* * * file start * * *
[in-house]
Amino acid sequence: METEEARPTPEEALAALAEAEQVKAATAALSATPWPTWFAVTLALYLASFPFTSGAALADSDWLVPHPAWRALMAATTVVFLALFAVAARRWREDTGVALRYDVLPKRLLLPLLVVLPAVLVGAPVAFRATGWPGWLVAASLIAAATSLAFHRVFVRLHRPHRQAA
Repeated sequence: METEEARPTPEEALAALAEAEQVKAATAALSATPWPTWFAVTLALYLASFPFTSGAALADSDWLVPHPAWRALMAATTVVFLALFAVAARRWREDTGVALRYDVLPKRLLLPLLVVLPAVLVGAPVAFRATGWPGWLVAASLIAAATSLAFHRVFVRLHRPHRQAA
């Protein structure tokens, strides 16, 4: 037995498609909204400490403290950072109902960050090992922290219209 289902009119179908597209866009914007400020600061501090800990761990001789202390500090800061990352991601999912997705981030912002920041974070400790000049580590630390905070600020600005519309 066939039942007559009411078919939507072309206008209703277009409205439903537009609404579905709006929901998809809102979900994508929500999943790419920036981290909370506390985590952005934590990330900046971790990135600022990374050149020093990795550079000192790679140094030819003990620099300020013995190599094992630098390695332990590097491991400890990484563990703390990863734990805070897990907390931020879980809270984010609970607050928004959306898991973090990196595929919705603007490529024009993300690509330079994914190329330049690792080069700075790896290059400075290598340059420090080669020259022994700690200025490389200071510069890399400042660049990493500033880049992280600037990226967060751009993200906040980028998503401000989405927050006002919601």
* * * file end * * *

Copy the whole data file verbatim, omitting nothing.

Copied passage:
[in-house]
Amino acid sequence: METEEARPTPEEALAALAEAEQVKAATAALSATPWPTWFAVTLALYLASFPFTSGAALADSDWLVPHPAWRALMAATTVVFLALFAVAARRWREDTGVALRYDVLPKRLLLPLLVVLPAVLVGAPVAFRATGWPGWLVAASLIAAATSLAFHRVFVRLHRPHRQAA
Repeated sequence: METEEARPTPEEALAALAEAEQVKAATAALSATPWPTWFAVTLALYLASFPFTSGAALADSDWLVPHPAWRALMAATTVVFLALFAVAARRWREDTGVALRYDVLPKRLLLPLLVVLPAVLVGAPVAFRATGWPGWLVAASLIAAATSLAFHRVFVRLHRPHRQAA
């Protein structure tokens, strides 16, 4: 037995498609909204400490403290950072109902960050090992922290219209 289902009119179908597209866009914007400020600061501090800990761990001789202390500090800061990352991601999912997705981030912002920041974070400790000049580590630390905070600020600005519309 066939039942007559009411078919939507072309206008209703277009409205439903537009609404579905709006929901998809809102979900994508929500999943790419920036981290909370506390985590952005934590990330900046971790990135600022990374050149020093990795550079000192790679140094030819003990620099300020013995190599094992630098390695332990590097491991400890990484563990703390990863734990805070897990907390931020879980809270984010609970607050928004959306898991973090990196595929919705603007490529024009993300690509330079994914190329330049690792080069700075790896290059400075290598340059420090080669020259022994700690200025490389200071510069890399400042660049990493500033880049992280600037990226967060751009993200906040980028998503401000989405927050006002919601």